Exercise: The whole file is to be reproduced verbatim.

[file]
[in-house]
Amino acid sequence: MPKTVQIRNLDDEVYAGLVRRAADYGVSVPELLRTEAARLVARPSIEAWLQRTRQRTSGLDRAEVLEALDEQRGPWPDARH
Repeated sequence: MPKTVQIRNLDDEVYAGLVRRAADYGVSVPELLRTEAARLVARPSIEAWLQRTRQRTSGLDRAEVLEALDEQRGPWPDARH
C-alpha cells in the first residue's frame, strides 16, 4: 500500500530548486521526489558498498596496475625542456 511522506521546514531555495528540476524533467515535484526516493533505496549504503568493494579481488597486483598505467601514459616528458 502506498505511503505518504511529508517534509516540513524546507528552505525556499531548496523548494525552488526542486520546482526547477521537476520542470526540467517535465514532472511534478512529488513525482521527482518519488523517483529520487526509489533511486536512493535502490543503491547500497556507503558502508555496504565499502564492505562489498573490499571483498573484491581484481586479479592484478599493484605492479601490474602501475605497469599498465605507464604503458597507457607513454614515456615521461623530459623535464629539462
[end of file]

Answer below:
[in-house]
Amino acid sequence: MPKTVQIRNLDDEVYAGLVRRAADYGVSVPELLRTEAARLVARPSIEAWLQRTRQRTSGLDRAEVLEALDEQRGPWPDARH
Repeated sequence: MPKTVQIRNLDDEVYAGLVRRAADYGVSVPELLRTEAARLVARPSIEAWLQRTRQRTSGLDRAEVLEALDEQRGPWPDARH
C-alpha cells in the first residue's frame, strides 16, 4: 500500500530548486521526489558498498596496475625542456 511522506521546514531555495528540476524533467515535484526516493533505496549504503568493494579481488597486483598505467601514459616528458 502506498505511503505518504511529508517534509516540513524546507528552505525556499531548496523548494525552488526542486520546482526547477521537476520542470526540467517535465514532472511534478512529488513525482521527482518519488523517483529520487526509489533511486536512493535502490543503491547500497556507503558502508555496504565499502564492505562489498573490499571483498573484491581484481586479479592484478599493484605492479601490474602501475605497469599498465605507464604503458597507457607513454614515456615521461623530459623535464629539462